{
   CLCalc.Program.Variable[] args = new CLCalc.Program.Variable[] { x, y, dydx };
   kernelfloatdydx.Execute(args, n);
}

 

kernelfloatdydx should calculate all the components of the derivatives to allow the runge-kutta driver to procceed with integration. In this particular case, the kernel simulates a spring-mass system and the OpenCL code is:

 

__kernel void floatdydx(__global float * x,
                        __global float * y,
                        __global float * dydx)
 
 {
    int i = get_global_id(0);
    int n = get_global_size(0);

    //y[2*i] - position
    //y[2*i+1] - velocity

    dydx[2*i] = y[2*i + 1];

    if (i == 0) dydx[1] = - 0.2 * y[0];
    else dydx[2*i + 1] = - 0.2 * (y[2*i] - y[2*i - 2]);

    if (i < n - 1) dydx[2*i + 1] += - 0.2 * (y[2*i] - y[2*i+2]);
 }
 

 

Please refer to [1] and [2] if you need more information about transforming ordinary differential equations into a system of ODEs. As another example, if you want to integrate the Lorentz differential equations, you could use the following kernel (global_size = 3):

__kernel void floatDerivs( __global       float * x,
                           __global       float * y,
                           __global       float * dydx)
{
    int i = get_global_id(0);

    //Lorentz
    float sigma = 10;
    float rho = 28;
    float beta = 2.66666666666667;
    if (i==0) dydx[0] = sigma*(y[1]-y[0]);
    if (i==1) dydx[1] = y[0]*(rho-y[2])-y[1];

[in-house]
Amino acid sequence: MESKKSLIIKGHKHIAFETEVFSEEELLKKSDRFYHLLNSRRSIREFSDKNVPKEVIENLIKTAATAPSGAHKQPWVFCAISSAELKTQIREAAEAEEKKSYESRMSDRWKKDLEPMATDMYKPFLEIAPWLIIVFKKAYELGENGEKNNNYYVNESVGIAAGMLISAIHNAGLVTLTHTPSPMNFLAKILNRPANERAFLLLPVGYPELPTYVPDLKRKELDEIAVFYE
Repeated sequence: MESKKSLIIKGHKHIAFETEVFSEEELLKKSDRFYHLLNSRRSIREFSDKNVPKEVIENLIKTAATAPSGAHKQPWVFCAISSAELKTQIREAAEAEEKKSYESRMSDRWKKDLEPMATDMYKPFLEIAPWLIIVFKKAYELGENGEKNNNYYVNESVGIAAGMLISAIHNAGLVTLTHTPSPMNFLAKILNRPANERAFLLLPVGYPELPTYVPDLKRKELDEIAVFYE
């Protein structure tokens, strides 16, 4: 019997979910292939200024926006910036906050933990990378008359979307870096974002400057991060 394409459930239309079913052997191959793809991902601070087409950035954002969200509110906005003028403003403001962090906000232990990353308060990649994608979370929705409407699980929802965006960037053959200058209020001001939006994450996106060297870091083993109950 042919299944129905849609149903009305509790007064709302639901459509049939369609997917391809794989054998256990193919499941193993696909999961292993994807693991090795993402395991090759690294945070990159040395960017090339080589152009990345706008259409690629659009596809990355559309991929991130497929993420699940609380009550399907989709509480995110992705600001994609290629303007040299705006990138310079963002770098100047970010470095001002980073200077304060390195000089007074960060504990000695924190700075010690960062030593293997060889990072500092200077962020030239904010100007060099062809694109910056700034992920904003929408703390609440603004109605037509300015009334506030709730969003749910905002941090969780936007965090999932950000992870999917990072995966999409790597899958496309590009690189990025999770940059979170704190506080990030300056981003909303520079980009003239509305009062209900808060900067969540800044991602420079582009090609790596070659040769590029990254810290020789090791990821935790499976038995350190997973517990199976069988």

if (i==2) dydx[2] = y[0]*y[1]-beta*y[2];
}

 

2.3 Integrating the system

 

Once the differential equations that rule the system are defined, you can:

- Set the current system state using floatrk46.ResetState(0, InitState);, where the first argument is the value of the independent variable and the second is a float array that describes the system state at that point;

- Integrate the system to a final value using floatrk46.Integrate(value);, where value is the new value of the independent argument;

- Retrieve the current system state (independent and dependent variables values) using properties floatrk46.State and floatrk46.IndepVar;

- Retrieve the current error estimate using floatrk46.AbsError.

 

The system will integrate to the final value provided that the final value is a multiple of the step size. The step size can be modified by using the floatrk46.SetStep(newStep); command. The final value may not bbe exactly the desired value due to round-off errors. Corrections to variable stepsize and round-off correction should be made manually because there are too many choices and the programmer should assess their impacts on integration performance.

 

3. Conclusion

 

This work makes available a package to solve both single-precision and double-precision (if hardware supports) ordinary differential equation systems, preferrably with very large number of states. This implementation is an important contribution because, unlike linear system solving and FFT packages, there is no such implementation using the processing available from GPU cards.

Single-precision (float) calculations should be enough to deploy acceptable physics effects to games whereas scientists will mostly be interested in the double-precision version of the OpenCL RK46 driver.

 

Get sample source code.  

 

4. References

 

[1] PRESS, W. H., FLANNERY, B. P., TEUKOLSKY, S. A., VETTERLING, W. T., Numerical Recipes in Pascal, Cambridge University Press, 1989

 

[2] STOER, J., e BULIRSCH, R. Introduction to Numerical Analysis, New York: SpringerVerlag, 1993.

 



OpenCL ODE solver PDF Print E-mail
Written by Douglas Andrade   
Saturday, 26 June 2010 20:54